Following the flock Patagonia
9,000 miles from London and yet everything seemed to have been made in Britain. Katie Parsons, PR & Publications executive at Cox & Kings, recently visited Chilean Patagonia and found that links to 19th century European pioneers were everywhere.
With the introduction of 300 sheep from the Falkland Islands in 1877 and the subsequent arrival of European settlers to the Last Hope Province, a flourishing sheep farming industry developed, expanding rapidly throughout Patagonia. This led to the formation of the Sociedad Explotadora de Tierra del Fuego, which was established in 1893 with Briton Peter McLelland as its director.
My first encounter with the Brits was at the newly-opened Singular Hotel just outside Puerto Natales. The cold-storage plant at Puerto Bories was built by the Sociedad in 1906 and was fully functioning from 1915 until the 1970s. The workers, many among whom were British, needed somewhere to live and so founded the neighbouring town of Puerto Natales. Many of the town’s residents still have British-sounding surnames such as McClean and McLelland, or can trace their ancestry back to Britain. The post-Victorian industrial style plant was declared a National Historic Monument by the Government of Chile in 1996 and in 2011, the luxurious Singular Hotel opened after a sensitive restoration to preserve the building’s heritage and cultural legacy.
Guests first arrive in the former sheep holding sheds and then can choose between descending in an original funicular or taking some steps down into the pump and boiler rooms. A mezzanine floor has been created to preserve the original flooring but the Victorian pipes and brick walls are still very much a part of what is now the reception area. To the right of the reception is the former tannery and washing rooms; now the hotel’s communal area. The water drainage channels and original beams have been kept and the high ceilings are reminders of the building’s past.
The excellent restaurant ensures guests are well-fed in preparation for their day’s excursions in the surrounding areas and the bar’s inviting chesterfield sofas, cosy armchairs and under floor heating are greatly welcomed on their return. The larger-than-average luxury guest rooms have been built in the area where the freezers would have once stood and all have floor to ceiling windows offering magnificent views across the Last Hope Sound to the Rotundes and Felicita mountains.
What is really striking, particularly for British guests, is the machinery in the open museum next to the reception. Almost every item, from the boilers to the engines, has a ‘made in' Birmingham, Derby, Glasgow or London sign on it. To think that such a large quantity of heavy machinery was transported so far from its source at a time when people knew relatively little about that part of the world made me oddly proud to be British. I did wonder what other nationalities staying in the hotel must think…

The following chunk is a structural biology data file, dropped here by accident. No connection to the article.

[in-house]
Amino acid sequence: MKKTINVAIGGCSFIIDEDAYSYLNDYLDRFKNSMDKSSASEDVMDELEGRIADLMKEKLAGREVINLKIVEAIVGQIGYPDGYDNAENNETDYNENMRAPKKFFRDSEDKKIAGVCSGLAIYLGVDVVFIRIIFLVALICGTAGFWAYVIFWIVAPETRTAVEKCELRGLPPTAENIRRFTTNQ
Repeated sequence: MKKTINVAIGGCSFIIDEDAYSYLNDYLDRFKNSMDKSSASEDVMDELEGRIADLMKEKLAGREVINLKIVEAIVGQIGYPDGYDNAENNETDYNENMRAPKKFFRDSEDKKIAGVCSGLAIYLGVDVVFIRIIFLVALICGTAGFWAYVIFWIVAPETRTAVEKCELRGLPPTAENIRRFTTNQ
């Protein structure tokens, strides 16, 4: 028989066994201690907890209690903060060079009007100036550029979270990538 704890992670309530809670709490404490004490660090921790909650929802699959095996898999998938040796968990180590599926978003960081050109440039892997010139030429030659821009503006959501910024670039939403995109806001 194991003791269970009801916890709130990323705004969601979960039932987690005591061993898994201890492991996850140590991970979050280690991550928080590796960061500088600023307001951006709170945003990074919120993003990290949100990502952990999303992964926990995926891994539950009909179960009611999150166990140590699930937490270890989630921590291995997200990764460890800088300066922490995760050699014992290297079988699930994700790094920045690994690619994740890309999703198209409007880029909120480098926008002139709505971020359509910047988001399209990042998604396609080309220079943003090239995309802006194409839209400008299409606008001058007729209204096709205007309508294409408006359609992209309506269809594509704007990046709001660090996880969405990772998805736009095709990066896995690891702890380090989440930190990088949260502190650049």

Moving on from the Singular Hotel, I went to stay at Cerro Guido, a working sheep estancia which is closer to Torres del Paine National Park and has views to the famous torres (towers). The small community has a school for its three pupils, houses for the workforce, a canteen for the gauchos, and a large shearing shed where once again, all the machinery in the shed came from Manchester and Birmingham. Walking through the shearing shed felt like being in a museum of a farm from the 1940s and I can’t imagine anything’s changed since it was originally installed. Even the estancia’s guest accommodation, whilst perfectly comfortable, had a distinctly dated English country home feel but that just added to the owners’ hospitality and welcome.
Cerro Guido was part of the Sociedad Explotadora, which gave a sense of authenticity and completion to the trip: it became easier to visualise the life of the pioneers one hundred years earlier. Torres del Paine National Park is the same latitude south as London is north, yet I can’t imagine feeling as remote anywhere in England as I did at Cerro Guido. Set in the foothills of the Sierra Baguales, close to the Argentinean border and the entrance to the national park, the estancia has a vast expanse of private land, where guests can walk and horse ride with the gauchos without seeing anyone else around.
Tierra Patagonia opened in December 2011 on the shores of Lago Sarmiento, just outside of Torres del Paine National Park. It’s been built on land belonging to Cerro Guido, which means some of their excursions are on the estancia’s private land. Walking up to Las Condoreras, seeing no one but the occasional gaucho, some sheep and soaring condors, it’s easy to see the benefit of doing excursions outside of the park. Of course it’s essential to spend a full day in the national park and guests can and are encouraged to do short walks there as part of that, but the thrill of being out in the Patagonian wind with no one else around is something I’ll never forget.